- Under the Chhattisgarh Sports Policy 2017, emphasis has been laid on adopting a strategic approach to encourage and develop various sporting activities and players in Chhattisgarh, under which, the identification of outstanding and capable players in various sports in all the districts of the State is included.
- In Madhya Pradesh, efforts are being made at the government level to promote sports talent in tribal-dominated areas.
Stories of sports talent emerging from the tribal-dominated areas are inspiring and the Governments are making sustained efforts to identify talents from these belts and provide them with adequate training, equipment and facilities.
Chapter 9: Indigenous Culture
Indigenous Culture of India
- The culture and diversities of indigenous people in India are remarkable.
- Regions such as Northeast India, Rajasthan, Odisha and West Bengal have large concentrations of such indigenous communities.
- The traditional knowledge, cultural expression, knowledge about local flora and fauna, medicine, agriculture, textile, and food of the indigenous people is immense.
- According to a World Bank report, “Indigenous Peoples own, occupy, or use a quarter of the world’s surface area, they safeguard 80 percent of the world’s remaining biodiversity. They hold vital ancestral knowledge and expertise on how to adapt, mitigate, and reduce climate and disaster risks.”
Adis of Arunachal Pradesh
- The literal meaning of “adi” is mountain top or hill.
- Adis are known to have migrated from further north and have settled in various districts of Arunachal Pradesh.
- They speak the Sino-Tibetan language.
- They are traditionally nature worshippers and follow the faith of Donyi-Polo.
- Adis are hence dependent on nature and are fully self-sufficient in their livelihood and lifestyle and all their resources come from the forests.
- Adis are famous for their age-old house-making skills, and they take just one or two days to build a house.
- Adi men are good craftsmen and have a unique way of building houses using different types of plant materials.
- The traditional houses are constructed with different types of bamboo, wood, canes, leaves, etc., and no nails are used in their construction.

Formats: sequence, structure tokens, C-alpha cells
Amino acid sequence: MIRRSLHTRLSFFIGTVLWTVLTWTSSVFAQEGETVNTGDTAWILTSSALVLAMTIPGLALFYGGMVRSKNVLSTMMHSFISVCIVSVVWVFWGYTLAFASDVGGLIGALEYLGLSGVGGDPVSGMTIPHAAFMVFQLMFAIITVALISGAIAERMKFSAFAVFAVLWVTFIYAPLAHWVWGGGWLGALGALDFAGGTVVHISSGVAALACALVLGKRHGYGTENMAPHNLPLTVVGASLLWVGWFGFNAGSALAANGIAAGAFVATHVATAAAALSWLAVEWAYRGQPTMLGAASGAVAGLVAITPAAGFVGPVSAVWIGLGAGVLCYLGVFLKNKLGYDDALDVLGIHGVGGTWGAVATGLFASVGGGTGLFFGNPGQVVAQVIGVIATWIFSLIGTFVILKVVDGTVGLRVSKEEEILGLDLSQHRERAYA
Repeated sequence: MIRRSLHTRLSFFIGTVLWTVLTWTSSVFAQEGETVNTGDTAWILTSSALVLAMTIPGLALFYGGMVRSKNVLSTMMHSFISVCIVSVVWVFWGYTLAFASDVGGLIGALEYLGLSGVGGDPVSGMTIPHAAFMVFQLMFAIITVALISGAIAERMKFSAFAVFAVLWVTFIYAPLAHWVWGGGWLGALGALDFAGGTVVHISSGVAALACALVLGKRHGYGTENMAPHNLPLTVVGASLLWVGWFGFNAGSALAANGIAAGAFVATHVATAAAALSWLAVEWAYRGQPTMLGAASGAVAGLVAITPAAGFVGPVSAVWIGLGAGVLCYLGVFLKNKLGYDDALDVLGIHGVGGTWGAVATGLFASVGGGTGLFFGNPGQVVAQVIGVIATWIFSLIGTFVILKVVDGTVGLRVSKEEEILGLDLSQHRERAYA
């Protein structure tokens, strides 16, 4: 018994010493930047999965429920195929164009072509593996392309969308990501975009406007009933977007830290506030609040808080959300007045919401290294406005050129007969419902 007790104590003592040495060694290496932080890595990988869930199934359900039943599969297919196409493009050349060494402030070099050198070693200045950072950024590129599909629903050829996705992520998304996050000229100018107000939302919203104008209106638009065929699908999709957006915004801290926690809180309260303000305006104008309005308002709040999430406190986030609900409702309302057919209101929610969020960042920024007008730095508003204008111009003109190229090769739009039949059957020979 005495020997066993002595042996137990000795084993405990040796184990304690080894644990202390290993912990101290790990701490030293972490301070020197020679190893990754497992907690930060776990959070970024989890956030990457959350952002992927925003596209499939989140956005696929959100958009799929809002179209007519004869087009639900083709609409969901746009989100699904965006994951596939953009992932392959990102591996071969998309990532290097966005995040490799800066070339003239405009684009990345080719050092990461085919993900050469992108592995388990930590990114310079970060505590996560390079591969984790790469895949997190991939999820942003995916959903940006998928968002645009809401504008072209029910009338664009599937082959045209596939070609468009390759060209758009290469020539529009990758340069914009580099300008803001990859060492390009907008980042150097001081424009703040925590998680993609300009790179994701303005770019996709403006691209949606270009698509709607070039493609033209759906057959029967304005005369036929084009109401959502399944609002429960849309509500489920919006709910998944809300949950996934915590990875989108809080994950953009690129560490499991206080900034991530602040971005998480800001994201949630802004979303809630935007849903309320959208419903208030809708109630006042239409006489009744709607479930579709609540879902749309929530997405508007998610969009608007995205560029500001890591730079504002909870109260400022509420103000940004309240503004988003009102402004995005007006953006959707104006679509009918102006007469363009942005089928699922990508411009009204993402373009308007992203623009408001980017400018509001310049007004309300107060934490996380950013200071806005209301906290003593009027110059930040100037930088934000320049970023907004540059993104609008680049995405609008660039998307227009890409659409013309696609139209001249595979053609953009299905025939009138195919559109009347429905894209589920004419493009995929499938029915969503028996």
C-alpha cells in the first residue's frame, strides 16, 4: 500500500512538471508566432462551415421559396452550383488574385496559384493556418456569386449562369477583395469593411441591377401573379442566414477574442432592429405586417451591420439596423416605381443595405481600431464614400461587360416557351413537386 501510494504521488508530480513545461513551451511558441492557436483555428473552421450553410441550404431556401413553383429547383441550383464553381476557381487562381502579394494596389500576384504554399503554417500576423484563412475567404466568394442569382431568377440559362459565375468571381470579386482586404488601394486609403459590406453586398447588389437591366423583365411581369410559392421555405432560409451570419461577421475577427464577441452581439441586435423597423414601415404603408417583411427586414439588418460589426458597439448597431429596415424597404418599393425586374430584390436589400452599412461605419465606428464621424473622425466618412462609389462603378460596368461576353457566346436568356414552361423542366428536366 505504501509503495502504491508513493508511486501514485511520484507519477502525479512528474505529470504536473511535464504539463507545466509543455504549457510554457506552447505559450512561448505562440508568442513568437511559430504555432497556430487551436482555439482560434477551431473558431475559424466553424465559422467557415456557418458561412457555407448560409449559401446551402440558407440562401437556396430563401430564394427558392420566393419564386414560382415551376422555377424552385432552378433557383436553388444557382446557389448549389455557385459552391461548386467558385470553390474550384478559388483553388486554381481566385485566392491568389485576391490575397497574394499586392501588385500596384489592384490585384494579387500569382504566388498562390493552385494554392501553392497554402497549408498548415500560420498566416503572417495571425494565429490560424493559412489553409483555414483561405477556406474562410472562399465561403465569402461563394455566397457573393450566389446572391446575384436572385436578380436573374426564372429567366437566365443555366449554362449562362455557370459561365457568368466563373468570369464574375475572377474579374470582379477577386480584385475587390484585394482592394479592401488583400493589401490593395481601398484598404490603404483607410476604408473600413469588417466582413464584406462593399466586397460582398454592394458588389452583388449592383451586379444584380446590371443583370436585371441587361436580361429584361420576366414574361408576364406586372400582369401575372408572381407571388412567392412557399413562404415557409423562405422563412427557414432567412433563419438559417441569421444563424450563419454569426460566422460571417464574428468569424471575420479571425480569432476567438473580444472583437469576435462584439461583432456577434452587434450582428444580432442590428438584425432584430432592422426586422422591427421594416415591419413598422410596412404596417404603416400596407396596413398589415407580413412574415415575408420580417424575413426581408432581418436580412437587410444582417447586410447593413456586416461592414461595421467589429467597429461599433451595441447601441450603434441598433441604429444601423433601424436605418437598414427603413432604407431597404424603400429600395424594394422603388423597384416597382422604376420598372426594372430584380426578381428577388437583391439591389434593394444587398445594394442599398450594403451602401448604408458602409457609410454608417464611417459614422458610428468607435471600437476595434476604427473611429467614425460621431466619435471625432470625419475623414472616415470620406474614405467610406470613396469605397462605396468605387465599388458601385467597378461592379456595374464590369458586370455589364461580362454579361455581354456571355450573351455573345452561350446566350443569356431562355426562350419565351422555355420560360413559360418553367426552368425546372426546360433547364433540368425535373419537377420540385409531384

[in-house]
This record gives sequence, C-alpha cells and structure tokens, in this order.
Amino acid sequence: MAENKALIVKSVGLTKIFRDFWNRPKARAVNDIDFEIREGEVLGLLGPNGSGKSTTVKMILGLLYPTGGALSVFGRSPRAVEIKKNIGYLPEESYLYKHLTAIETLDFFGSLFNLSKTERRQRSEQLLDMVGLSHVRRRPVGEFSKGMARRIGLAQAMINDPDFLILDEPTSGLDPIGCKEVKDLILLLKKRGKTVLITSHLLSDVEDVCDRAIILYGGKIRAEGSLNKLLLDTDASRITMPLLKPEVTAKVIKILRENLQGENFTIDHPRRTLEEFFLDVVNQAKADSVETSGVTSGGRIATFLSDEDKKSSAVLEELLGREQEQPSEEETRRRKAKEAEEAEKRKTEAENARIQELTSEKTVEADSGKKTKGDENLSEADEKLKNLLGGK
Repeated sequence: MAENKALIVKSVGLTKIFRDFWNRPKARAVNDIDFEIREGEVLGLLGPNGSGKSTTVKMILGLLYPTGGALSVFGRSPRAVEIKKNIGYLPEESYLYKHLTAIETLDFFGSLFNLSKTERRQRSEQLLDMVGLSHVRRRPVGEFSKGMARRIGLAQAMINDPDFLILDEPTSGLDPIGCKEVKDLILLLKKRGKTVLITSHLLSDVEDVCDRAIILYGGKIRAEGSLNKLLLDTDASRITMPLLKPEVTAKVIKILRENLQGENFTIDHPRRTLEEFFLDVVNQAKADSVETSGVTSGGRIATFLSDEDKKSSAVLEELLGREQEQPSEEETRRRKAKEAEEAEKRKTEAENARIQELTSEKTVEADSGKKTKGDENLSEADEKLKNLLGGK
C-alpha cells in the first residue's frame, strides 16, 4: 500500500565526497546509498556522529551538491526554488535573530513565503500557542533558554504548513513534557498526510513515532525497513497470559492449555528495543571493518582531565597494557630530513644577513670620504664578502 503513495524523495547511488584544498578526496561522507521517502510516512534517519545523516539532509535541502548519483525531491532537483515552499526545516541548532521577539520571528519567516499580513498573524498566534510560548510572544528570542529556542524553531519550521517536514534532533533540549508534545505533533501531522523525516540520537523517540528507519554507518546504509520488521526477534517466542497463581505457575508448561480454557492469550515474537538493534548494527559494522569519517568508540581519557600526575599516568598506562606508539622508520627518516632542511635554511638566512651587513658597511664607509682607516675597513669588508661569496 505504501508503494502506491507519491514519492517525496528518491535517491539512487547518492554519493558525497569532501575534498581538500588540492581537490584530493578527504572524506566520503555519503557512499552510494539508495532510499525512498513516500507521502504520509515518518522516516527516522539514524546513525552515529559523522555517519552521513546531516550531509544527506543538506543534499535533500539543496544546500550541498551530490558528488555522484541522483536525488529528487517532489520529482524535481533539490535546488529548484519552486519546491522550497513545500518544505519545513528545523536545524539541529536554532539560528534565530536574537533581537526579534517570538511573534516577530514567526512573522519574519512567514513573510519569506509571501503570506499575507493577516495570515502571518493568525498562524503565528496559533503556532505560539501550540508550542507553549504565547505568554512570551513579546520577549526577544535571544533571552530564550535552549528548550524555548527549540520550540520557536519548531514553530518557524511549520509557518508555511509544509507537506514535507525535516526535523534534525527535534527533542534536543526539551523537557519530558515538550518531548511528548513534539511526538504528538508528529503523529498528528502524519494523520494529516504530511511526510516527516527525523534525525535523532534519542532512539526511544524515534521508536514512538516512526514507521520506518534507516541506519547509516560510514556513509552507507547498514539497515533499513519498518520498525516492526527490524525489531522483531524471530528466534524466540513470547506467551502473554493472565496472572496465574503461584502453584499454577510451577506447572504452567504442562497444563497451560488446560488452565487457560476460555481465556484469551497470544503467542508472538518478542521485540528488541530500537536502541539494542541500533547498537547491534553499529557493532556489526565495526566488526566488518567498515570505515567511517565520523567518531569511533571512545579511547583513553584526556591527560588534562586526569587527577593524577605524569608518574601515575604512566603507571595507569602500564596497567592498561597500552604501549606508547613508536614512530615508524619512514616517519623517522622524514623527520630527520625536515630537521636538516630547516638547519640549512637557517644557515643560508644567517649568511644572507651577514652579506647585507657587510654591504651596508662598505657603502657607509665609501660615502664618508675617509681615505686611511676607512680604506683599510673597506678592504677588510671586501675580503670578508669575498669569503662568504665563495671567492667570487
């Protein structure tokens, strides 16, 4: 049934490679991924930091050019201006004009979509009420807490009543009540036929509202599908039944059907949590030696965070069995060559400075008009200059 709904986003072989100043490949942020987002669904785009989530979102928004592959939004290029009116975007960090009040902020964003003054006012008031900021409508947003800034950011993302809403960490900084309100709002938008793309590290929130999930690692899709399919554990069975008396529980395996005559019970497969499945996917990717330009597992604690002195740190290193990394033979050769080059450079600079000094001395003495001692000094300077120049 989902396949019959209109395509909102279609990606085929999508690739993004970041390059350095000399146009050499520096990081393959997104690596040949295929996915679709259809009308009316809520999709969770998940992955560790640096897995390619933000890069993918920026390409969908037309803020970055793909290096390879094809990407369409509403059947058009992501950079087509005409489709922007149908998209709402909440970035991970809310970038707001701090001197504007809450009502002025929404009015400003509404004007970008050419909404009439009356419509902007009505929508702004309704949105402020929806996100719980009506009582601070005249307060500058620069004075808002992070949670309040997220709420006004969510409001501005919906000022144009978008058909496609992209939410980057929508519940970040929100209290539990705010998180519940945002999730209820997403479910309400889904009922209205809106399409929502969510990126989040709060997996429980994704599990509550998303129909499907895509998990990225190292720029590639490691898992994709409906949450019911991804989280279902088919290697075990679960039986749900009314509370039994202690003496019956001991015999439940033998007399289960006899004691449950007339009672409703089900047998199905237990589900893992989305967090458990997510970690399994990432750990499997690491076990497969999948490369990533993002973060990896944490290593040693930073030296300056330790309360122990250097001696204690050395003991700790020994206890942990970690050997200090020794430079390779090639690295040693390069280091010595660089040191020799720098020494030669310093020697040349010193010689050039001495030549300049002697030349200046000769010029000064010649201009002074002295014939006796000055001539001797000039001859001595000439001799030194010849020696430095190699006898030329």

- These are also collected based on the phase of the moon and the materials collected just before the new moon are free from insects, and last long.
- Once a house is complete, the Adis celebrate it with their traditional rice beer.
Tangsas of Arunachal Pradesh
- The Tangsa community inhabits the Changlang district of eastern Arunachal Pradesh, located in the Patkai hills.
- The Tangsas have a rich cultural heritage and are well known for their traditional knowledge and skills of natural food processing and preservation, sustainable cooking, weaving, architecture and basketry.
- However, they are most famous for their indigenous bamboo tea-making.
- The Tangsas, along with the Singphos, are believed to be the original tea-makers in India, much before the British introduced it commercially.
- Tangsas process tea leaves following their traditional methodology which provides for the natural preservation of the roasted dry tea for many years.
- Tangsas believe that their indigenous tea has medicinal values.
- The staple diet and cuisine of Tangsas, consisting of rice, meat, and fish, are all cooked using bamboo.
Kalbelias of Rajasthan
- Kalbelia is a unique nomadic community of snake-charmers and is also referred to as “ghoomantar”.
- In their language, Kal means ‘snake’ and Belia means ‘friendship’.
- Kalbelias are known for their “Kalbelia dance”.
- The knowledge of their cultural forms and practices is passed down through generations orally.
- The Kalbelia tradition is rich in indigenous music, songs, dance and handicrafts (embroidery and ethnic jewellery) all combined together to create a vibrant and colourful folk form.
- The men play music with their main instrument being the wind instrument called Pungi that is accompanied by percussion instruments, Dafli and to the beats and tunes of which the Kalbelia women dance.
- Kalbelia is inscribed in the UNESCO 2003 Representative List of Intangible Cultural Heritage of Humanity.
The Rajbongshis of West Bengal
- Rajbongshi is an indigenous community residing in West Bengal, Assam, Arunachal Pradesh, Meghalaya and other Northeast regions.
- The word Rajbongshi literally means “royal community” and is believed to have hailed from the ancient Koch kingdom.
- Rajbongshis are well known for art forms such as Bamboo and Dhokra crafts, performing arts like Gomira Dance (Mukha Nach) and the satirical folk drama, Khon.
- Gomira Dance locally known as Mukha Nacli, is a form of ritualistic dance practised by this community by putting on Gomira wooden masks of different forms of deities.
- Instruments include drums, dhak, shehnai and metal gong.
- Gomira mask makers reside in the Kushmandi block in Dakshin Dinajpur and Kaliagani block in Uttar Dinajpur.
- The Gomira dance festival is organized usually during the months of Chaitra and Ashad (April-July).
- Dhokra crafts or mat weaving is an indigenous tradition practised by the Rajbongshi women.
- Weaving is done on home-based back strap looms.
- Jute, which is grown locally, is hand processed and hand-woven to produce the natural fibre products, making the products highly sustainable.
The indigenous communities have nurtured oral cultural traditions of songs, theatre, dance, and social customs to help them survive the test of time with faith and hope. When the world is struggling for solutions and success in reaching the Sustainable Development Goals by 2030, there are hundreds of indigenous communities across the country which do not have any carbon footprint of their traditional ways of living and are mostly self-sufficient.
Gist of Yojana July 2022:- Download PDF Here